4. Remind students that they need to employ active listening for this activity, which means that they cannot talk or ask questions while the other person is speaking, and they should take notes on what the other person says. Explain to them that each person in Group 1 will have two minutes to present his/her position, while those in Group 2 take notes using Student Handout 6. Then those in Group 2 will get two minutes to present their position, while those in Group 1 take notes using Student Handout 6. Tell the class that you will time these presentations, and that you will shout “Time” when two minutes are up.

5. When both sides have presented their positions, give the partners three minutes to engage in open discussion. Remind students that at this point they should continue to advocate for their positions, while trying to refute the reasoning of the other side.

6. Those in Group 1 and those in Group 2 now reverse perspectives, adopting the view they were just trying to refute. Students in each group will have two minutes to present the best case for what was the opposing perspective. Remind students that this is the most difficult step in Academic Controversy, and that they really need to work at stepping out of their own shoes and stepping into the shoes of their partners, arguing for the reverse perspective.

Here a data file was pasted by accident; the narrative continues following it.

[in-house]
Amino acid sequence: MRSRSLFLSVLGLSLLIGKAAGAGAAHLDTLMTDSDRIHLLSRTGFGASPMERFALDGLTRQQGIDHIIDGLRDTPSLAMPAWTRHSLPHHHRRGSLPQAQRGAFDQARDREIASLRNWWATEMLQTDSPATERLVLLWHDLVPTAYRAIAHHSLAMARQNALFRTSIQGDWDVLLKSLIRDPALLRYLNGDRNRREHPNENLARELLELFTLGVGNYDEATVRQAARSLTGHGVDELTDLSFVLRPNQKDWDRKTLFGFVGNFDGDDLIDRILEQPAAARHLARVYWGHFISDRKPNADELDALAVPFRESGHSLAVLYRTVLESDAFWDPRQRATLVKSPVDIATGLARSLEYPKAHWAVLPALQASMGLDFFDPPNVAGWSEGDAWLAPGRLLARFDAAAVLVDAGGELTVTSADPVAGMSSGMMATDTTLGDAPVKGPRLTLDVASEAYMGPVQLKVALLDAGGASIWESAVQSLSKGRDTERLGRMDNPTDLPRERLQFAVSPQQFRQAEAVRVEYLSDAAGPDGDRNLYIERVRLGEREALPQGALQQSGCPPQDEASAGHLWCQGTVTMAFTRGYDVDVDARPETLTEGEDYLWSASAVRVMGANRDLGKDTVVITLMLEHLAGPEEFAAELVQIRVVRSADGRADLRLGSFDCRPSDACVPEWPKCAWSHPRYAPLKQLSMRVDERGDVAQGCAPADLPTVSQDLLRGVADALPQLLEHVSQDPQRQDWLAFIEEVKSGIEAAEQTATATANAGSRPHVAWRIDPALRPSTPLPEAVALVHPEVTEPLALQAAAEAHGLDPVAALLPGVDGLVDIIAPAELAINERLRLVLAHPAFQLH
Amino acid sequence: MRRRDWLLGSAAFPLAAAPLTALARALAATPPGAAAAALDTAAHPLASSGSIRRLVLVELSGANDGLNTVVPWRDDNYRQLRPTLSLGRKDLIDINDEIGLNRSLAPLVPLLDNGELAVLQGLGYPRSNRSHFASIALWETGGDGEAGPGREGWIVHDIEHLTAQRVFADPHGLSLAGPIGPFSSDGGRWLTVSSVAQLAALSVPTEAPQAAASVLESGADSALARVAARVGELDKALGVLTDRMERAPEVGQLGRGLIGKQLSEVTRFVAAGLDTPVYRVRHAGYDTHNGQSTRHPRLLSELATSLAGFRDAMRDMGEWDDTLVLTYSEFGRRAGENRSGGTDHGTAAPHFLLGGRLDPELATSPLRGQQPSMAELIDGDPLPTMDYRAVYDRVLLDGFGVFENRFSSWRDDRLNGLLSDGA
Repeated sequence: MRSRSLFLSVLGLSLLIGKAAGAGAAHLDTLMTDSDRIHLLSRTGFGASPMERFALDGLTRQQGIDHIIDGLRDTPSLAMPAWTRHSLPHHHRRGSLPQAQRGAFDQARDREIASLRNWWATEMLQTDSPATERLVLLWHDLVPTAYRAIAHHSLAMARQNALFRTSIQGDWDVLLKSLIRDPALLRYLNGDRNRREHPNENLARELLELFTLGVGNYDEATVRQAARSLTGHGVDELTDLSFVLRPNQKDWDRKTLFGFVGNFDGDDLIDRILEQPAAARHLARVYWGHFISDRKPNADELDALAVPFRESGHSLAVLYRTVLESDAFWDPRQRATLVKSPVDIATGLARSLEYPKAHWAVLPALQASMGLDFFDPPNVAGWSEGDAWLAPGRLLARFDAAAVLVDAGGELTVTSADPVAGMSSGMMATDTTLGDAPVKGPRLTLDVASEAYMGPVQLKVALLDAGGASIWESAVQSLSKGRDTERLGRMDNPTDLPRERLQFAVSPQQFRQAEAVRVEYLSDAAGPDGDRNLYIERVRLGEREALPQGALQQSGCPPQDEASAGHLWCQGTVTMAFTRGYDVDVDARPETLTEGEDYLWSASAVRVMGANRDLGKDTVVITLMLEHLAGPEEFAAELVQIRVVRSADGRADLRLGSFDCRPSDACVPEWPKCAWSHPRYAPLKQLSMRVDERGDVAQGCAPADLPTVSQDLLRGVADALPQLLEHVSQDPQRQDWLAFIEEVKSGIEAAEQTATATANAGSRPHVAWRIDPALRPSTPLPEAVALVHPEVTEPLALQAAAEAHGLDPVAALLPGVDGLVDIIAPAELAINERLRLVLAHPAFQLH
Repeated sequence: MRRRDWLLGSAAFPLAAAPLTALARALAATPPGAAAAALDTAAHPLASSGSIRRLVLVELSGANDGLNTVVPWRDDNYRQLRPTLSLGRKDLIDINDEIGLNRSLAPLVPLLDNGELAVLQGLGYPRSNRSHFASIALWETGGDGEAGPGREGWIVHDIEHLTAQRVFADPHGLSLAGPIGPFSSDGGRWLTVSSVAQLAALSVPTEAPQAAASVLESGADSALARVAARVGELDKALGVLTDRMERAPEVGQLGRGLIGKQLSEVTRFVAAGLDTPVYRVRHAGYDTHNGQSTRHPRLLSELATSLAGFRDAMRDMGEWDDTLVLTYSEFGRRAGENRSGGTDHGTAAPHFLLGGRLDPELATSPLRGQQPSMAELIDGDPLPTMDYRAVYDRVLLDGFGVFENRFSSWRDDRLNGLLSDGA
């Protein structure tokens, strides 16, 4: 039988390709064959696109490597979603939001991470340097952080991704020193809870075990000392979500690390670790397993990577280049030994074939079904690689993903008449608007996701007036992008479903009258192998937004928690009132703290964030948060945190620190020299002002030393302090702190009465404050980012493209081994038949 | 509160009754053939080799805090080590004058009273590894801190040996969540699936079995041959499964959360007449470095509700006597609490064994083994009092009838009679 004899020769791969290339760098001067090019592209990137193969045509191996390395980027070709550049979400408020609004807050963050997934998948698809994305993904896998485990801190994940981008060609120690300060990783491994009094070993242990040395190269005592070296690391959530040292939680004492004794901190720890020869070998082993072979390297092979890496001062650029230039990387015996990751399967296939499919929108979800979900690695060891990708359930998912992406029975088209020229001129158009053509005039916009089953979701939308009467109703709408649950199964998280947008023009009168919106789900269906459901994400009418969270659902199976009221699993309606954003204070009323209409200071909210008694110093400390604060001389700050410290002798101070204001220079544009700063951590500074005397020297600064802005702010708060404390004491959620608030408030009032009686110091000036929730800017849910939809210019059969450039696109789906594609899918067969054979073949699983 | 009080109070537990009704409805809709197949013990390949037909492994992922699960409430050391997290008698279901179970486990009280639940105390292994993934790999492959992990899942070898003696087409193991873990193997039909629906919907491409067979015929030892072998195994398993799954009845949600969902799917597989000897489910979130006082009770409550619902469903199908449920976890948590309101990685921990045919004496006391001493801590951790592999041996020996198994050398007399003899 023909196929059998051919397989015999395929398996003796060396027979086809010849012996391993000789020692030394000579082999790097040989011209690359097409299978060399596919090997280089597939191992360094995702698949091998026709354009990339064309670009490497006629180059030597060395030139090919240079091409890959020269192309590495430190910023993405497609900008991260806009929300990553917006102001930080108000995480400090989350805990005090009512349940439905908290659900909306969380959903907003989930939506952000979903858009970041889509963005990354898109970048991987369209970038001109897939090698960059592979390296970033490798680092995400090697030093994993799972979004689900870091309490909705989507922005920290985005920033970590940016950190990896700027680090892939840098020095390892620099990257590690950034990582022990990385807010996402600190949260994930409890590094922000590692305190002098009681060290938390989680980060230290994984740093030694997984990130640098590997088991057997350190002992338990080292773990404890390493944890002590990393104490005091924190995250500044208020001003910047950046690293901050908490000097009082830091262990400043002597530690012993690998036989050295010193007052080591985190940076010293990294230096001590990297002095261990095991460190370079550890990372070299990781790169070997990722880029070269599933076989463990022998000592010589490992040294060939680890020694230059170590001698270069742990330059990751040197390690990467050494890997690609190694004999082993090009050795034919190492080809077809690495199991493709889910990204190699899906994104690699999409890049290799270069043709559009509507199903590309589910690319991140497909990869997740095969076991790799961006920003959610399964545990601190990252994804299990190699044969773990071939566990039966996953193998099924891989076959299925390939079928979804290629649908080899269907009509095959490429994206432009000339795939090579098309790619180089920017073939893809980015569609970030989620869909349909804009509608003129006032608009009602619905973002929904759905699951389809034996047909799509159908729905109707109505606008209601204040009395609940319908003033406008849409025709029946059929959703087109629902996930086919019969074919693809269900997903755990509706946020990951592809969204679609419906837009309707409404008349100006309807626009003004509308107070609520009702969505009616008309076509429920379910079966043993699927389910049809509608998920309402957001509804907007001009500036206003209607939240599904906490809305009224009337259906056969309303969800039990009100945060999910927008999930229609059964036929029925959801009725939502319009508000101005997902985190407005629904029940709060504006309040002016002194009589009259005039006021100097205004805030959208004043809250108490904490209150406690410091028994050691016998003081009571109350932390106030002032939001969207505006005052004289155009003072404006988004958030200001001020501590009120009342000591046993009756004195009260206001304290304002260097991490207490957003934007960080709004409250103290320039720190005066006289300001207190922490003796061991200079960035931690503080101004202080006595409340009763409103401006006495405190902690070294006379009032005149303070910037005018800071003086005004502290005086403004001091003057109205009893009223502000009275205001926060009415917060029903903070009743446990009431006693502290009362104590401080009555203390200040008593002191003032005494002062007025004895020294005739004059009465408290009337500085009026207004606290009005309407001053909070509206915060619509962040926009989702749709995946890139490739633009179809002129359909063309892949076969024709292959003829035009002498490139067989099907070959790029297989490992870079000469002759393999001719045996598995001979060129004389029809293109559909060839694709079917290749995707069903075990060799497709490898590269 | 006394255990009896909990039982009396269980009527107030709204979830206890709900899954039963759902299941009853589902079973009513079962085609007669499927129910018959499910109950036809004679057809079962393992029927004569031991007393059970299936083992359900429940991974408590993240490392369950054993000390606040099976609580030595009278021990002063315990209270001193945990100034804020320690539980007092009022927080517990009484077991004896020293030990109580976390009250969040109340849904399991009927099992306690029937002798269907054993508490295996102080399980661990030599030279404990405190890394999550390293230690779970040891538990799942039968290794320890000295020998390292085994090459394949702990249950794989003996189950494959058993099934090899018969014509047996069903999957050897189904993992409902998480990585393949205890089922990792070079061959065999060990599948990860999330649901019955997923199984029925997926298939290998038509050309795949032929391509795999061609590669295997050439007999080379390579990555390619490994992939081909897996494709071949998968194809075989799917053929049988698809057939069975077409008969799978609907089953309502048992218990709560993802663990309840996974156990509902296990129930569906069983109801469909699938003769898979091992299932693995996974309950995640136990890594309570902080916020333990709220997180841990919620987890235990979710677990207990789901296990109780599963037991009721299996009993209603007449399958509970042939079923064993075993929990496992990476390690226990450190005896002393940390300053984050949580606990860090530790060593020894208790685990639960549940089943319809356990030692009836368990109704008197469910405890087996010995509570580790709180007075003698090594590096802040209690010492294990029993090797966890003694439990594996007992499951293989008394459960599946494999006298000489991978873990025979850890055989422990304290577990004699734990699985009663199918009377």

7. Give students five minutes to work with their partner to synthesize their two perspectives, drawing on the best reasoning from both positions and melding them into a new position. Both students in the pair are responsible for tracking this conversation and the key elements of their new position using Student Handout 7. Students turn these in.

8. Evaluate students for this first day’s work based on their participation in this exercise, and based on Student Handouts 5, 6, and 7 that they hand in. This is a good opportunity for informal assessment to learn whether students may need some additional help.

Day 2-3

Warm-Up and Introduction to Content

1. Ask students to respond to the following question, and list their responses on the board: What is an historical example of an international criminal court of law that followed World War II? If students do not initially think of the Nuremberg Trials, you could provide them with a few prompts that might help them come up with some examples. For example, you might ask: